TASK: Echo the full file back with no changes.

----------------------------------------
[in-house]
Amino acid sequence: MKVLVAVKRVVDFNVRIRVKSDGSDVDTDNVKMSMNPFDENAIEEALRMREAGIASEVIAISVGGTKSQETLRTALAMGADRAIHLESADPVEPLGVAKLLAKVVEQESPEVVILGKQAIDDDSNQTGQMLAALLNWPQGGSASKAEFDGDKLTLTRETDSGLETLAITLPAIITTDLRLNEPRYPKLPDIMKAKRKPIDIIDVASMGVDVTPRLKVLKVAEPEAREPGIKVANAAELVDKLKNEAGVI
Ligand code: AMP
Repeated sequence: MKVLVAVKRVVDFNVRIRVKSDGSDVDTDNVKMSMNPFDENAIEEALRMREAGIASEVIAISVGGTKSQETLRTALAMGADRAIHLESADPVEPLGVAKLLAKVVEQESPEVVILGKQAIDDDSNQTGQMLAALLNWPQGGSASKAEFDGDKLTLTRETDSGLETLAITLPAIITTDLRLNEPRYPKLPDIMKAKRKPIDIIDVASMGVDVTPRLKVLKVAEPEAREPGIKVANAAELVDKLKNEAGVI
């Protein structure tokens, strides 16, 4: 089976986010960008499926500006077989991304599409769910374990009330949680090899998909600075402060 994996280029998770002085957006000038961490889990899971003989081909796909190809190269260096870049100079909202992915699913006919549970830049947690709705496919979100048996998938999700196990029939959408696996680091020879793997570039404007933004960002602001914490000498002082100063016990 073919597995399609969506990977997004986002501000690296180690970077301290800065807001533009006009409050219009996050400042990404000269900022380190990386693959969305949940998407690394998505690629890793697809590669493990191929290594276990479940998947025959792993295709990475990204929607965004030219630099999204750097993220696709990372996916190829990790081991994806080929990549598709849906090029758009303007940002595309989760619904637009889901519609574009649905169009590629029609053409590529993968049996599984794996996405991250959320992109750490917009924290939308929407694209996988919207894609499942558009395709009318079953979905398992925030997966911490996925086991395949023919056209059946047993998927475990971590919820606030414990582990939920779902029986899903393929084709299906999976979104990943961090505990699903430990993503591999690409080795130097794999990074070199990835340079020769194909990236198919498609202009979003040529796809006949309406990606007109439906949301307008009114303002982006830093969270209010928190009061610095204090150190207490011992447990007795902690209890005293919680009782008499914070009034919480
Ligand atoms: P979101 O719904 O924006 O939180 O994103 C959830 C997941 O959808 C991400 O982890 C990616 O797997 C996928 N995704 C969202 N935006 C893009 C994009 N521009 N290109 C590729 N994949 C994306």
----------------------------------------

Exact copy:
[in-house]
Amino acid sequence: MKVLVAVKRVVDFNVRIRVKSDGSDVDTDNVKMSMNPFDENAIEEALRMREAGIASEVIAISVGGTKSQETLRTALAMGADRAIHLESADPVEPLGVAKLLAKVVEQESPEVVILGKQAIDDDSNQTGQMLAALLNWPQGGSASKAEFDGDKLTLTRETDSGLETLAITLPAIITTDLRLNEPRYPKLPDIMKAKRKPIDIIDVASMGVDVTPRLKVLKVAEPEAREPGIKVANAAELVDKLKNEAGVI
Ligand code: AMP
Repeated sequence: MKVLVAVKRVVDFNVRIRVKSDGSDVDTDNVKMSMNPFDENAIEEALRMREAGIASEVIAISVGGTKSQETLRTALAMGADRAIHLESADPVEPLGVAKLLAKVVEQESPEVVILGKQAIDDDSNQTGQMLAALLNWPQGGSASKAEFDGDKLTLTRETDSGLETLAITLPAIITTDLRLNEPRYPKLPDIMKAKRKPIDIIDVASMGVDVTPRLKVLKVAEPEAREPGIKVANAAELVDKLKNEAGVI
């Protein structure tokens, strides 16, 4: 089976986010960008499926500006077989991304599409769910374990009330949680090899998909600075402060 994996280029998770002085957006000038961490889990899971003989081909796909190809190269260096870049100079909202992915699913006919549970830049947690709705496919979100048996998938999700196990029939959408696996680091020879793997570039404007933004960002602001914490000498002082100063016990 073919597995399609969506990977997004986002501000690296180690970077301290800065807001533009006009409050219009996050400042990404000269900022380190990386693959969305949940998407690394998505690629890793697809590669493990191929290594276990479940998947025959792993295709990475990204929607965004030219630099999204750097993220696709990372996916190829990790081991994806080929990549598709849906090029758009303007940002595309989760619904637009889901519609574009649905169009590629029609053409590529993968049996599984794996996405991250959320992109750490917009924290939308929407694209996988919207894609499942558009395709009318079953979905398992925030997966911490996925086991395949023919056209059946047993998927475990971590919820606030414990582990939920779902029986899903393929084709299906999976979104990943961090505990699903430990993503591999690409080795130097794999990074070199990835340079020769194909990236198919498609202009979003040529796809006949309406990606007109439906949301307008009114303002982006830093969270209010928190009061610095204090150190207490011992447990007795902690209890005293919680009782008499914070009034919480
Ligand atoms: P979101 O719904 O924006 O939180 O994103 C959830 C997941 O959808 C991400 O982890 C990616 O797997 C996928 N995704 C969202 N935006 C893009 C994009 N521009 N290109 C590729 N994949 C994306």